Florida Gov. Rick Scott has blasted a Senate bill to reform the state’s personal injury protection (PIP) auto insurance system claiming the bill does not provide adequate reform and could make the system even more costly.
Scott was joined in criticism of the Senate bill by Insurance Commissioner Kevin McCarty.
The criticisms came as Florida’s regular legislative session reached its final day, increasing the odds that lawmakers will be returning for a special session to attempt to reform the no-fault auto insurance law.
Scott said the House of Representatives should reject the Senate plan, claiming it will not reduce insurance rates and will only further increase costs. Taking a clear shot at insurance, doctors, and attorneys, he said the bill is tailored to the desires of those industries as opposed to being in the public interest.
“The Senate bill seems like it is has been written by special interests,” Scott said to a meeting of the Florida Chamber. “It is not going to reduce fraud at all. The House bill does and we’ve got to focus on that.”
McCarty, the state insurance regulator, folllowed Scott’s criticism with his own. He said the PIP bill is not a fix to the system at all and could lead to a disruption in an already unsteady market. “There are some provisions in the Senate bill that we fear are going to exacerbate the problems,” McCarty.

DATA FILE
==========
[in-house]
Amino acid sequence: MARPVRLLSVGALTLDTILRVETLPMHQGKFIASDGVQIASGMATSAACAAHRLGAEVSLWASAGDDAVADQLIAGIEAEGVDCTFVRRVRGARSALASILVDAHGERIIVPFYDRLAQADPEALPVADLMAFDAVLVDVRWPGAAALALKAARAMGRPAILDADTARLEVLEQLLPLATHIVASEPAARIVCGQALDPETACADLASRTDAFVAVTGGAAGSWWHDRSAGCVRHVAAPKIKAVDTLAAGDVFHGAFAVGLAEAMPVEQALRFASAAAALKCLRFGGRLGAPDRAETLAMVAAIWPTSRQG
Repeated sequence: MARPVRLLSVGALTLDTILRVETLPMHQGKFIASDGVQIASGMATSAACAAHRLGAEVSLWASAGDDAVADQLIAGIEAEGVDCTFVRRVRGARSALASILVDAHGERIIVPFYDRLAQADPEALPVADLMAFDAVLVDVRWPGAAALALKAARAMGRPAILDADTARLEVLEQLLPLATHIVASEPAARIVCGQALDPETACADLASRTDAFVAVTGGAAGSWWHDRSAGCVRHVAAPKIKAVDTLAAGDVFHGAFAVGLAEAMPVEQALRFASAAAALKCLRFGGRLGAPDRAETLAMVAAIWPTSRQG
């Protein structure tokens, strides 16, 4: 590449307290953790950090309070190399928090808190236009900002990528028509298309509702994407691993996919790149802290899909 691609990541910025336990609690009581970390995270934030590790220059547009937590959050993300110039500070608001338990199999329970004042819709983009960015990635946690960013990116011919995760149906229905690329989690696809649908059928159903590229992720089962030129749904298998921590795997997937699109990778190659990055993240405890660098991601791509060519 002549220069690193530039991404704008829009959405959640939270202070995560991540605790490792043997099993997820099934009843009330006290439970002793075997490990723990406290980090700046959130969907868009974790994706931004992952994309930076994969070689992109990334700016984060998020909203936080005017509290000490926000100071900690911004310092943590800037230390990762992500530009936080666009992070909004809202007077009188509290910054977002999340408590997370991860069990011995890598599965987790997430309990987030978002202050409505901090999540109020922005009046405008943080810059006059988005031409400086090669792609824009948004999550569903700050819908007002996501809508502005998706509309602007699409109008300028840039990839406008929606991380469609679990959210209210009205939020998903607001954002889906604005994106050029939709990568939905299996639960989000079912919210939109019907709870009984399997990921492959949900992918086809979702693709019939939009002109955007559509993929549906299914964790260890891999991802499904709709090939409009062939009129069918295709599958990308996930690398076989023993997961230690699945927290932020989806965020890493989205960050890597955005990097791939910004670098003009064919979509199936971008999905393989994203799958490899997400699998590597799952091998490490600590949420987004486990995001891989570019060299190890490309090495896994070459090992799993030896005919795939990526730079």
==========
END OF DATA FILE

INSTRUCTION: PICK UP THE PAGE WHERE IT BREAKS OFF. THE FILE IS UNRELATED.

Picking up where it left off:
The House bill would require that all accident victims be treated within 72 hours of an injury at an emergency room, cutting out clinics and restricting the types of health care providers who treat PIP patients. It gives accident victims up to 14 days of medical treatment. Licensed physical therapists would be eligible for reimbursements under PIP policies, but massage therapists and acupuncturists would be excluded.
The Senate version would limit care to 24 visits or to services rendered within 12 weeks of an accident, unless the insurer approves additional treatment. Critics say this will open the door to legal disputes. The Senate bill also allows chiropractors to treat PIP patents, a position rejected by the House, but supported by McCarty.
Critics say the senate bill doesn’t go far enough.
Chief Financial Officer Jeff Atwater said he is not taking sides in the debate between the House and Senate. He said his goal is to get the best bill possible.
“This is not about starting to pick a fight,” said Atwater. “It’s a fight for consumer.”
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